We have gone on a hunger strike in the prison of our minds, starving for meaning.
It is thus not surprising that we find a great amount of dissatisfaction with Judaism in some orthodox and other circles that now, with the COVID-19 pandemic, has surfaced in a most serious manner. This has led to major—sometimes dangerous—problems, such as the refusal to adhere to governmental regulations, and even violence.
The need for existential narrative
In times of danger, when we are confronted with death as never before, the search of meaning becomes overwhelming. When this need remains unfulfilled, it can lead to domestic violence, unrest, and even riots. People cannot deal with a constant lockdown and restrictions on their movement if they do not see a higher meaning in it, whether real or imaginary.
This is true not only of the Jewish world. Many non-Jews have also been thrown into existential loneliness, giving rise to a feeling of helplessness, panic, and unrest. We see the result in such unfortunate incidents as riots, and even the recent attack on the US Capitol in Washington DC. Such incidents all come down to the failure of traditional communities to provide meaning in today’s world. People turn to alternative sources, such as conspiracy theories.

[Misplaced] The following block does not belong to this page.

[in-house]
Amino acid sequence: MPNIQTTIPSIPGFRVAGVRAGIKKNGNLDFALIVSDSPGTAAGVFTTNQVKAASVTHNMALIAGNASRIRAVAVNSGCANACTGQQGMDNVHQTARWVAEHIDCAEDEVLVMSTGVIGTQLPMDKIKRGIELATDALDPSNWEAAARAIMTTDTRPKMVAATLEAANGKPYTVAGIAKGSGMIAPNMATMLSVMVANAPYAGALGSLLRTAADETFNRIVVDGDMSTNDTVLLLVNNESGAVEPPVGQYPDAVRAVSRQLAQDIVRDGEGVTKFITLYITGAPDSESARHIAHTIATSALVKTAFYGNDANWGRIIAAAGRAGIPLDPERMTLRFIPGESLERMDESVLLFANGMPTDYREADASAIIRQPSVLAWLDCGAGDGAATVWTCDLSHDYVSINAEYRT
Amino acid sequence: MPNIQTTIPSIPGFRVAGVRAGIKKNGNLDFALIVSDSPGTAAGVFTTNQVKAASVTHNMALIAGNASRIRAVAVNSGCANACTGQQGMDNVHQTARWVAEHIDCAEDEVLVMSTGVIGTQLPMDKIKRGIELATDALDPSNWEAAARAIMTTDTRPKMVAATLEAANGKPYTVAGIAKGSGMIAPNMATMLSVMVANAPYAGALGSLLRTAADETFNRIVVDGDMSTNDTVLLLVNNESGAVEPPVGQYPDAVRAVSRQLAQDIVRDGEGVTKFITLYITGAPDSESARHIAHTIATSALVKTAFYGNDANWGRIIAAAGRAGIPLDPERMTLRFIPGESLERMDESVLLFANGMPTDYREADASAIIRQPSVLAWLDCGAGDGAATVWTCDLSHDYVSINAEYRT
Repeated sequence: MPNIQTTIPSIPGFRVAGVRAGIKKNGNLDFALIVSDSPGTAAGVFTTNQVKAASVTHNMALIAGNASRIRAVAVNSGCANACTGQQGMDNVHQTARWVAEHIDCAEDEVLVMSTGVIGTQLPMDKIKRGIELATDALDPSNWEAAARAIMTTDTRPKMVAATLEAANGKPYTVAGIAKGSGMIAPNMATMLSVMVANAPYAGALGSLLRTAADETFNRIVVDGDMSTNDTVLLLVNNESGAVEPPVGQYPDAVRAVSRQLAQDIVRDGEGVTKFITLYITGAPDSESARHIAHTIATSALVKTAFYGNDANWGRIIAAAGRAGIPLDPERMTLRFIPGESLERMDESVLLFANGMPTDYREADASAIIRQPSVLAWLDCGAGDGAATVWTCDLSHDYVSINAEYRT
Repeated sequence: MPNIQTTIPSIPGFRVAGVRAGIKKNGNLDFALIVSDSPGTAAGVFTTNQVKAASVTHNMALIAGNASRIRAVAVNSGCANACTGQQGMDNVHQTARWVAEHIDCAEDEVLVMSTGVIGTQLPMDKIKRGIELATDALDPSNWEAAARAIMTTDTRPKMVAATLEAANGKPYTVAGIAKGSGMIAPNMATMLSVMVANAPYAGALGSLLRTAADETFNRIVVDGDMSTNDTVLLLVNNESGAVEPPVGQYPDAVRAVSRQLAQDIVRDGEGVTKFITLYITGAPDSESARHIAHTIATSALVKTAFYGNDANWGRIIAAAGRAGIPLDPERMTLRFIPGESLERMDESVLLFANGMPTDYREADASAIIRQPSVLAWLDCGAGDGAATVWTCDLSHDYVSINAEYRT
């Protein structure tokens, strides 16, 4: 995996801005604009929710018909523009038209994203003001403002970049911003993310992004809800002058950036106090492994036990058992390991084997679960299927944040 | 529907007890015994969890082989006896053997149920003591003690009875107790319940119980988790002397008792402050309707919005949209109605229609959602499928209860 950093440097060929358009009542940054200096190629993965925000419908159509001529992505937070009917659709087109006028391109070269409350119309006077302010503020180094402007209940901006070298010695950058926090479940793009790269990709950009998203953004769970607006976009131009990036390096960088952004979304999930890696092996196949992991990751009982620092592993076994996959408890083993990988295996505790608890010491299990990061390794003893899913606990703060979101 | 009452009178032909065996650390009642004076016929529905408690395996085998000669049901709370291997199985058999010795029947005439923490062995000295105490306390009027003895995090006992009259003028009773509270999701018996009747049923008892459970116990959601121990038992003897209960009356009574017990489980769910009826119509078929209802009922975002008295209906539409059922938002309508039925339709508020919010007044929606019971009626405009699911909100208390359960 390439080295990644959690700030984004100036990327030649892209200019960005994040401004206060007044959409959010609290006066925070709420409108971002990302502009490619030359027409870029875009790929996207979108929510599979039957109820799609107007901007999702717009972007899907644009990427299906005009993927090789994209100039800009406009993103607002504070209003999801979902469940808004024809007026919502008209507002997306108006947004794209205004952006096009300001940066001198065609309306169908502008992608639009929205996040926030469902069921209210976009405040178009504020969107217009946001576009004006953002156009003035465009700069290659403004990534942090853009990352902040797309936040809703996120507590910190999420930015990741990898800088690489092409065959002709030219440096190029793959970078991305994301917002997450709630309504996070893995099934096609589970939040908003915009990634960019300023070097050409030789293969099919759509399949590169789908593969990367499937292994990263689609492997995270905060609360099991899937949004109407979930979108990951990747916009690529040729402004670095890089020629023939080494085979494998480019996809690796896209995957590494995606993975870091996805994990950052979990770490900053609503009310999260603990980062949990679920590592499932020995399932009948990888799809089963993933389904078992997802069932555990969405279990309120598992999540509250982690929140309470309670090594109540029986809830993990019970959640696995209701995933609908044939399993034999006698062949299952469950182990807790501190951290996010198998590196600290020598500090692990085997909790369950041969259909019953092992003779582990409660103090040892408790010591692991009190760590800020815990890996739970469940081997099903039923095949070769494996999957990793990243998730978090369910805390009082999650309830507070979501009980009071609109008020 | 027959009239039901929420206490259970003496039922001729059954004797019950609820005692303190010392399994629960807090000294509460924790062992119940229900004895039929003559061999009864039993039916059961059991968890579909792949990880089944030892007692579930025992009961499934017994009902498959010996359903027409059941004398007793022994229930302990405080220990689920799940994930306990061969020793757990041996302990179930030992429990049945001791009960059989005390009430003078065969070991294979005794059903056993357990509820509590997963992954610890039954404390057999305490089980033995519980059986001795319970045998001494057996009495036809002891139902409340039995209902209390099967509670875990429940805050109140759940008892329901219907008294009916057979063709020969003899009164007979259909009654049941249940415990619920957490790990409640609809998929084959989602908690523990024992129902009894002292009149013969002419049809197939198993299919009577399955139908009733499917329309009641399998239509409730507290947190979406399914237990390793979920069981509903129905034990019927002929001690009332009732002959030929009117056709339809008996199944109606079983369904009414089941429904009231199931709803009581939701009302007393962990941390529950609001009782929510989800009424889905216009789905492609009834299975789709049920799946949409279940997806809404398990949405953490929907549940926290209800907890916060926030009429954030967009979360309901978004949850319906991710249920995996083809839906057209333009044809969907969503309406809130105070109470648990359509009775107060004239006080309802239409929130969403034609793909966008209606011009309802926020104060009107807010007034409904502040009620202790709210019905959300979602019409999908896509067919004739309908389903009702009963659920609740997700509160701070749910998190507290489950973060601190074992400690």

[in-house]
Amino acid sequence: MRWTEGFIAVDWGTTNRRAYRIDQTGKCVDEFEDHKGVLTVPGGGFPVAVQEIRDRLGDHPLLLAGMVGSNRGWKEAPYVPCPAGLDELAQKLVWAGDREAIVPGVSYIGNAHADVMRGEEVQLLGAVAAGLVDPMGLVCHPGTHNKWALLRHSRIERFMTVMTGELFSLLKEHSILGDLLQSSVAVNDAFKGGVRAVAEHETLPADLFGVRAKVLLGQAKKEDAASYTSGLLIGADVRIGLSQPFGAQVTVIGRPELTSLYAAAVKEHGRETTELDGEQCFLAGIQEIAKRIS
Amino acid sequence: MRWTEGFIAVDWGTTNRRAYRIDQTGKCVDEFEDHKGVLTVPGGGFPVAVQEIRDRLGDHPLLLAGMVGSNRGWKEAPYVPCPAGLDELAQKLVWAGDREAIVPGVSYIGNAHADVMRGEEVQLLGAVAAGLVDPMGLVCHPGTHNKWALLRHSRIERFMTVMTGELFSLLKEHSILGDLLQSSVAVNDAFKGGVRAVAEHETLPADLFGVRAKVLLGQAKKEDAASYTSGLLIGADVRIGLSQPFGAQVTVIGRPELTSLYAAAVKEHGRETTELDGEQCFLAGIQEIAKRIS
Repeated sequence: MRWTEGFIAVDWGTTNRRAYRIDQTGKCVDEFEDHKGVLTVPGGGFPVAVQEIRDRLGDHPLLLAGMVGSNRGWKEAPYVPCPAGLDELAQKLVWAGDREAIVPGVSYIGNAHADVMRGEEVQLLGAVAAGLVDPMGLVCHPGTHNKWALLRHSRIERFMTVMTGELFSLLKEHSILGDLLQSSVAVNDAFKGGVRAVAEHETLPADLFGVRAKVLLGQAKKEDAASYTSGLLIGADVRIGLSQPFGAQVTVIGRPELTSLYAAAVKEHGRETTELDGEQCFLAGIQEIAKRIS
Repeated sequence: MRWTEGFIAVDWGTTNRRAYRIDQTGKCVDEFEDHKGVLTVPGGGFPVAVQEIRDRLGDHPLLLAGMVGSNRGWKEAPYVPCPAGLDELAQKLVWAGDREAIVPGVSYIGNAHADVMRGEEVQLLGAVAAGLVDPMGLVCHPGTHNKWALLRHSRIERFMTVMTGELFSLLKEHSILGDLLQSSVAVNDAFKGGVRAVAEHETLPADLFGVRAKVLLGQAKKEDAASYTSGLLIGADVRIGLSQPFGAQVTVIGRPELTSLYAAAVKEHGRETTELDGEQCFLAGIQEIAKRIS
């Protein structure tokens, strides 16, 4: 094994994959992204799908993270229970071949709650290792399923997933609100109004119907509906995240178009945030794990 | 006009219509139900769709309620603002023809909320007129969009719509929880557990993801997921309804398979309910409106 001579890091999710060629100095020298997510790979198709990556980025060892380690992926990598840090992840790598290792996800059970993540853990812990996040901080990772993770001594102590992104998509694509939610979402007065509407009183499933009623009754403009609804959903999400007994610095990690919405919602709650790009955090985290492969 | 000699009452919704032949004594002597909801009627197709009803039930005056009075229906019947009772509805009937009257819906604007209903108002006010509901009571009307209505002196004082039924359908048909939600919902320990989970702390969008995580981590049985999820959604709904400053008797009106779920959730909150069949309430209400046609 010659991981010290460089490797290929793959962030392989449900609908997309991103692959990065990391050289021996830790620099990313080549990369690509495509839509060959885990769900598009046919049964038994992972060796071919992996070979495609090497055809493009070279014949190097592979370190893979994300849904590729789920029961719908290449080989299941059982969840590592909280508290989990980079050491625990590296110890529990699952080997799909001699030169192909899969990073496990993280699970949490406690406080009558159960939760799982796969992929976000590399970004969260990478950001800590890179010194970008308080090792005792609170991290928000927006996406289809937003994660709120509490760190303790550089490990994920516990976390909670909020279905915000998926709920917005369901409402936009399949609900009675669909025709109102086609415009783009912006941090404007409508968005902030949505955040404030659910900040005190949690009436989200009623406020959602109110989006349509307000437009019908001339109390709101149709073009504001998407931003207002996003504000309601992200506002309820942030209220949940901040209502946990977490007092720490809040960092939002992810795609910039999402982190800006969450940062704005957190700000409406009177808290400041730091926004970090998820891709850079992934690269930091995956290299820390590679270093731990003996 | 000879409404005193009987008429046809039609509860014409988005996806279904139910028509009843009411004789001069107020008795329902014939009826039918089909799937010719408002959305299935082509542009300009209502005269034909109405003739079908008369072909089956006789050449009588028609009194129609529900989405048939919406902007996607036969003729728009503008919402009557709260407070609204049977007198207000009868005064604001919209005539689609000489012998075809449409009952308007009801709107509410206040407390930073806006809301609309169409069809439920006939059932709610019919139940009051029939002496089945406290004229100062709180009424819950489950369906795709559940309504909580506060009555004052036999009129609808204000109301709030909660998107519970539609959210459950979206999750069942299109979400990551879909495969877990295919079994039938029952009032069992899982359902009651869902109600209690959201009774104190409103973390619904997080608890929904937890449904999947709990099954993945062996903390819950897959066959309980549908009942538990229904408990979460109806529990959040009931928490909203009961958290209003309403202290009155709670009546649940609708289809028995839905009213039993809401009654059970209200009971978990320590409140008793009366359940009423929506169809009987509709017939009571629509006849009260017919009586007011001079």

It is thus important to remember that the rejection of Aggadah is not just a Jewish problem. It has become a universal problem. It is the rejection of our fundamental need: To understand the meaning of life and live accordingly. We need profound and life-affirming stories that convey a redemptive message, reminding us that life is much more than satisfying our physical needs—that it is an incredible opportunity to become greater spiritual beings and “becomers”, surpassing the finality of somatic living. Many people are so busy with “making a living” that they neglect to live!
Without a way to make sense of life, and progressing as conscious beings, we succumb to psychological/mental regress. And, paradoxically, this is at a time where the world of science and technology makes progress as never before. This causes an enormous—and dangerous—gap between our accomplishments and our being.